Percy Jackson and the Lightning Thief (Percy Jackson #1)
Genre: fantasy Age: 9+
Look, I didn't want to be a half-blood. I never asked to be the son of a Greek God. I was just a normal kid, going to school, playing basketball, skateboarding. The usual. Until I accidentally vaporized my maths teacher. That's when things started really going wrong. Now I spend my time fighting with swords, battling monsters with my friends, and generally trying to stay alive. This is the one where Zeus, God of the Sky, thinks I've stolen his lightning bolt - and making Zeus angry is a very bad idea. Can Percy find the lightning bolt before...show all
Zeus’ master lightning bolt has been stolen- and everyone is pointing their fingers at Poseidon, Lord of the Oceans. If the bolt is not returned by the summer solstice, then Zeus will begin a war that will surely destroy the gods and humanity as we know it. And Percy Jackson is caught right in the middle of it; the son of one of the gods. Percy must find the bolt and return it, before all life is destroyed…
I’ve been wanting to read Percy Jackson and the Lightning Thief for some time now, but I always had ‘better’ things to read. Now, after I’d seen the film adaptation, I was deeply enthralled. Although the the film in itself wasn’t great, it had teased me enough to want to read the full novel.
It’s an interesting concept; making the Greek gods alive and kicking in the modern day. And it’s one that Rick Riordan has pulled of nicely. The idea if the gods coming down from Olympus and having kids with immortals is fascinating, and I love the way he did it: that the strengths and weaknesses of the demigod follow suit to that of the parent god, how they have inherited powers etc. It gives a nice touch and interesting relationship between the demigods….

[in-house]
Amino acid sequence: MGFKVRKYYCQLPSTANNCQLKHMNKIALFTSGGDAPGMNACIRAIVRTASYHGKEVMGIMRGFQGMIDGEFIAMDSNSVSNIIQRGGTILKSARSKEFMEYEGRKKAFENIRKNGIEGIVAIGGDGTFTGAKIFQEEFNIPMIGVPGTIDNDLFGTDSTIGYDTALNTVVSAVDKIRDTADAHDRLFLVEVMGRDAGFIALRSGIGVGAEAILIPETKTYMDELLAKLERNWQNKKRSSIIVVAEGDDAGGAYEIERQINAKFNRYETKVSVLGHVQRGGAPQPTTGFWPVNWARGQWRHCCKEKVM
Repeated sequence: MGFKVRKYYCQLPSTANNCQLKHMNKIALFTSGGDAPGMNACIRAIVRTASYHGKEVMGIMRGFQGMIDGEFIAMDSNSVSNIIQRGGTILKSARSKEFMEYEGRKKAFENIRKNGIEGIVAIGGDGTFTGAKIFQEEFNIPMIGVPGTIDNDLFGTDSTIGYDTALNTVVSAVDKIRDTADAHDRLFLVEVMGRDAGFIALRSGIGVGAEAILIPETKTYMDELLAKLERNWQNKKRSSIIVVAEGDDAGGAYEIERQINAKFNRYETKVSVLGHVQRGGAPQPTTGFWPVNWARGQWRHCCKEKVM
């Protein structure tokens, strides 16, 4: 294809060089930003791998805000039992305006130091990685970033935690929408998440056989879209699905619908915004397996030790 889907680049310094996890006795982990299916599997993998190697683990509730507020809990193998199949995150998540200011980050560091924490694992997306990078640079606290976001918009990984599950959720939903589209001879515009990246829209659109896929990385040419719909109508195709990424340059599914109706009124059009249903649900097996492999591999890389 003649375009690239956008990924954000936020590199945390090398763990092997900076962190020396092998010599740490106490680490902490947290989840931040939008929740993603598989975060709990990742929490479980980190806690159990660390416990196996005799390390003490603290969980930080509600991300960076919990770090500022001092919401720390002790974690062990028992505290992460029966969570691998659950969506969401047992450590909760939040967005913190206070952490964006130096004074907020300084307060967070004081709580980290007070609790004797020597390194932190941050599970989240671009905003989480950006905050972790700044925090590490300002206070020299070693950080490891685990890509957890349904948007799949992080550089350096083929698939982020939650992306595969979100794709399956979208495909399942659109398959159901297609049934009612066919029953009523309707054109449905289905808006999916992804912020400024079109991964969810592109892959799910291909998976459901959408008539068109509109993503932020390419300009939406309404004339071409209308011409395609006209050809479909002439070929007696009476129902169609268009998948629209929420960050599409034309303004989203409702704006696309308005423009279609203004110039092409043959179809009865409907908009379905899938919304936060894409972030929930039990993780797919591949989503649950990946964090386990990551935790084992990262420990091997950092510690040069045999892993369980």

One of the most obvious common ideas in Percy Jackson and the Lightning Thief are the main characters. Yes- two boys and a girl, all about the same age, with Percy Jackson being the one who it all spins around. I can’t say that these characters were great; I felt that they sometimes lacked some emotion (this is most evident in the fact that Percy doesn’t show much sadness at the loss of his mother) and Percy’s anger came across as a bit half hearted sometimes. They’re no great characters, but they work with the story, and I think that’s what counts, and it’s still entertaining to read about them.
I did enjoy how Percy Jackson was written, though. The first person perspective is quite neat, and I thought it worked quite well for the story. In that respect, I found the first page or so quite similar to Maximum Ride by James Patterson, although the similarities end there.
You wouldn’t really think that Percy Jackson and the Lightning Thief has many comedic moments, but it has quite a few, which I was surprised about. I found them quite entertaining and I particularly liked the dry humour in the chapter titles, which were always slightly mysterious and odd. Of course, I might just have a rotten sense of humour, and you might not find it funny at all, but you won’t find out until you’ve read the book!
Percy Jackson and the Lightning Thief has a nice fast pace and the Greek mythology embedded into the story is entertaining yet informative, although not preachy, which was good. For older readers, Percy Jackson is probably more of a light read, although I still think you’ll enjoy it, as it does have a nice concept. For younger readers, you’ll enjoy every bit of it, and you’ll love the action and adventure. All in all, I really loved this read…it’s entertaining, unputdownable and a great read for all ages. If you’re a fan of Harry Potter, you’ll love this.